A week ago today, I found myself in France for the first time in my life, and after seven days in this country, I’m certain that it will not be the last time. It was about 9 o’clock in the morning, still dark in Parisian winter, when I stepped off my airplane; I felt like a Kennedy, descending a small flight of stairs directly onto the tarmac of Charles de Gaulle Airport. One of the girls from my program, Caroline, walked beside me, although I couldn’t see her through my short hair whipping in the wind. Thus began my four months in France.
Right now, I’m sitting in the living room, or le salon, of my house in Nantes. My host parents (Domitille and Frank) are out with friends right now, so I’m playing some refreshingly American music as I write with a pot of tea by my side. Honestly, it’s really difficult to figure out how to begin this article, so please be patient with me as I sort through the lifetimes that seem to have passed during this past week.
Nantes itself is absolutely gorgeous! My walk to the IES Abroad Center every morning takes me on local buses — which are incroyablement cleaner, faster, and pleasant-er than any public transportation I’ve ever seen in the States — and through grand plazas, fountains and all. The narrow roads are full of cyclists and tiny old cars. You would recognize the city as very European, but the most specifically French factor: beautiful white buildings line every street. Independently-owned boulangeries and hairdressers at eye-level are blanketed with several floors of apartments, lacy black gates covering their French windows, and les bâtiments are topped off with grey mansard roofs. They’re so picturesque that I find myself snapping photos every time I turn my head.
Only a few days after arriving, us 40-some students hopped on an early morning bus to Amboise, east of Nantes. Speaking of feeling like a Kennedy, we spent the weekend touring castles (yes, castles) decked out with original drapes, paintings, and canopy beds. We saw Clos Lucé, once the home of Leonardo Da Vinci, and les Châteaux de Chenonceaux, de Chambord, and d’Amboise (the resting place of Da Vinci). It was all like a bizarre dream: we dined within the walls of 500 year old castles, but exchanged typical teenager-y jokes and showed each other memes between bites of fancy cheese and pâté. But then again, that strange juxtaposition sums up how my friends and I all feel in this new place. We’re imperfect, goofy Americans trying our hands at notoriously beautiful French in a country that seems too good to be true. As I remarked in my last post, it’s hard to believe that this is real.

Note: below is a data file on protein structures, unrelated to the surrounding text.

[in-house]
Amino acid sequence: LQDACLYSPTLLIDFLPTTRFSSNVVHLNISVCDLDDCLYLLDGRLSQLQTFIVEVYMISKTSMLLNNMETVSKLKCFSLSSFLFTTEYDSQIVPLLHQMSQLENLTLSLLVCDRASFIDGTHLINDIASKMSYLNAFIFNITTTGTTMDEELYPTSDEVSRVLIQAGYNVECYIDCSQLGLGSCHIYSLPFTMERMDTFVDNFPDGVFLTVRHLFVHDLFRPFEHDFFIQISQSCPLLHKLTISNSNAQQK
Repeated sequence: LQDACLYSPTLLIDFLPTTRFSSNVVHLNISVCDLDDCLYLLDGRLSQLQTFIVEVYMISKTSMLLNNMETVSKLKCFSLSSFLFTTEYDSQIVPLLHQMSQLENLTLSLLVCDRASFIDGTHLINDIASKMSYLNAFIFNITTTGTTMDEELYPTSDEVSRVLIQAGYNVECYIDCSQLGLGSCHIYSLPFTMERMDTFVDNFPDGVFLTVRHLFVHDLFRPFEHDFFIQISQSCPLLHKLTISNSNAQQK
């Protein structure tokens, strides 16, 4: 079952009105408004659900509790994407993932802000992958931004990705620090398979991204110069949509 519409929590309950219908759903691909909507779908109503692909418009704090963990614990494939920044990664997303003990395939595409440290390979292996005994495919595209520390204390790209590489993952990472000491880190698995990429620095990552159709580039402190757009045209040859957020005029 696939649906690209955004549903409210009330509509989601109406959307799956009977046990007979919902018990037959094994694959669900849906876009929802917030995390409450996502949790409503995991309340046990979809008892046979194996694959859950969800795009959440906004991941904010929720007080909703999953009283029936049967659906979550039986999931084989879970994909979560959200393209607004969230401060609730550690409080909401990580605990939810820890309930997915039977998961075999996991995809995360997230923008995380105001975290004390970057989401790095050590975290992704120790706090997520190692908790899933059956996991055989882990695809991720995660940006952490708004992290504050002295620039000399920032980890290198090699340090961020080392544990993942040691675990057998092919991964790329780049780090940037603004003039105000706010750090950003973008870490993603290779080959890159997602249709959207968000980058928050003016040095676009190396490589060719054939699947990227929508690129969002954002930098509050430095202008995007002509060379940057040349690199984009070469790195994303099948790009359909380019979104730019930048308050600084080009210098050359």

Besides my idyllic surroundings, another surreal factor is the language. Before leaving Milwaukee, I was completely freaking out about my French abilities, and I thought I’d be totally lost for words. As it turns out, the French that I’ve been learning since 6th grade, like… works! I can understand 95% of what my host family says, and we have fascinating, abstract conversations over the course of our nightly 2-hour long dinners. I think it’s because I simply don’t have the option to speak English, so in order to talk — which I really, truly, very much love to do — I have to shift my brain into fourth gear and just do it. It almost feels like a matter of survival. You either listen closely or you lose potentially vital information. You either speak freely and allow yourself to make mistakes, or you stay silent your speaking ability remains stagnant. Of course, this is easier said than done.
It’s hard to dedicate ourselves to speaking only in French to the other IES Abroad students, because we can’t be as funny in our second language. (To tell you the truth, we’ve been speaking a lot of English while getting to know each other, which isn’t allowed. I’m sure that soon, we’ll force ourselves to switch entirely to French, like we’re already meant to be. Please don’t tell the IES Abroad professionals!) I’m so happy to have found some friends here who not only are super down-to-earth, funny, and sweet, but are also at a similar level of French as me. We speak a lot of Franglish (80% French with some phrases and words in English, and vice versa), and it’s become difficult to just speak full English when I call my mom. I find myself thinking in French all the time. If we’ve only been here for a week and I’m already feeling really good about this whole immersion thing, I’m pretty sure we’re gong to have a fantastic semester.
My birthday is next week, too! I can’t say for sure how I’m going to celebrate, but since it’s on a Friday, the options are endless. J’aurai vingt ans le 24 janvier, as I’ve been repeating around the IES Abroad Center. I’ll be 20 years old! We’ll have just started previewing courses for the semester, and I can’t wait. This past has been super exhausting, but in a good way. (I swear, we’re all so tired that the phrase Je suis très fatigué is practically on a constant loop.) I definitely need to relax and destress from a full day of intensive grammar exercises. So if you’ll excuse me, I’m gonna go watch some Friends on Netflix, because you can take the girl out of America, but you can’t take America out of the girl.
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<p>Hi there! I'm Claire, Milwaukee born and raised. At Loyola University Chicago, I study Advertising/PR, French Literature, and Marketing. I love to create, whether it's playing my sax, designing advertisements, writing short stories, cooking tasty vegetarian food, or making really obscure rants about my niche hobbies, like astrology and 70s music. Follow me on Instagram at @claireomal for top-notch content and pictures of me trying to look above 5 feet tall.</p>